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An example is the lengthy, elaborate Steadicam shot, which has become a familiar sight in auteur-driven films made during the last three decades and in TV dramas such as “E.R.” While all sorts of aesthetic, dramatic and even political rationales have been floated to explain the pervasiveness of super-long Steadicam shots, Bordwell implies that one-upsmanship might be the original culprit. As he writes in “The Way Hollywood Tells It,” “The crowd following Jake LaMotta from his dressing room, through the crowds and into the ring in ‘Raging Bull’ made [Brian De Palma] sit up. ‘I thought I was pretty good at doing those kind of shots, but when I saw that I said, ‘Whoa!’ And that’s when I started using these very complicated shots with the Steadicam.’ ”

That this type of writing is more apt to be described as “scholarship” than criticism says quite a bit about the impoverished state of criticism and the banishment of formal analysis to universities and elite film journals. What we tend to think about when we think about criticism — writing that’s mainly concerned with plot, characterization, themes, political allegory, race and gender politics, so-and-so’s Oscar hopes and the stupidity of every other critic — is not just as reductive as Thompson implied, it ignores the true source of cinema’s enchantment.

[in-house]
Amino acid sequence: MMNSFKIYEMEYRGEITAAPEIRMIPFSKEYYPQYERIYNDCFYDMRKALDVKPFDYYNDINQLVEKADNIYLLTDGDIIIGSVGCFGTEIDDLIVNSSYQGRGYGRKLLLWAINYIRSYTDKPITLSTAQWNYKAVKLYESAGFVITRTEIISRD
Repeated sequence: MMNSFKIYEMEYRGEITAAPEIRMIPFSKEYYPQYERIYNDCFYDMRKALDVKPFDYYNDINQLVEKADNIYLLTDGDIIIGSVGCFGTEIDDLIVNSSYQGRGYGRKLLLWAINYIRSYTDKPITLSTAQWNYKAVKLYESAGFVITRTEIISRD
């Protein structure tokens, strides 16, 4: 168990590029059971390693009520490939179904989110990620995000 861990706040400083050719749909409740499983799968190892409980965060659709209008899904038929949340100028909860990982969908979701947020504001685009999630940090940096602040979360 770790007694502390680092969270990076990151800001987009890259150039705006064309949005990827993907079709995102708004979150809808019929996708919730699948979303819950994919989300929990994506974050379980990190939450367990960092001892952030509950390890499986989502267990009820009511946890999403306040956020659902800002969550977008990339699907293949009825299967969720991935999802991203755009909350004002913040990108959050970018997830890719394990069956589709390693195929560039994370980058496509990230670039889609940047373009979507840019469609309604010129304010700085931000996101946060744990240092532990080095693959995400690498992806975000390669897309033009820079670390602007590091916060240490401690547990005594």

That’s a loss for critics as a writing class and a gain for Bordwell, Thompson and anyone else intrigued by the stuff that dreams are made of. The blurb-mongers and bomb-throwers huddle around this week’s releases, decrying this or that trend and arguing about whether so-and-so is a genius or a fraud, blathering like blind men trying to describe an elephant by manhandling its tail or trunk. Meanwhile, the cinematic taxonomists from Wisconsin are writing their own cinematic version of “The Origin of Species” in real time. Talk about a job worth doing.

This feature is part of the Naughts Project.

[Additional photos: “Die Hard” screen shots, from post “Seed-beds of Style,” Twentieth Century-Fox Film Corporation, 1988; “Transformers: Revenge of the Fallen,” DreamWorks/Paramount, 2009; “Raging Bull,” United Artists, 1980]

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Holiday Extra Special

Make The Holidays ’80s Again

Enjoy the holiday cheer Wednesday December 21 at 10P on IFC.

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Photo Credit: Everett Collection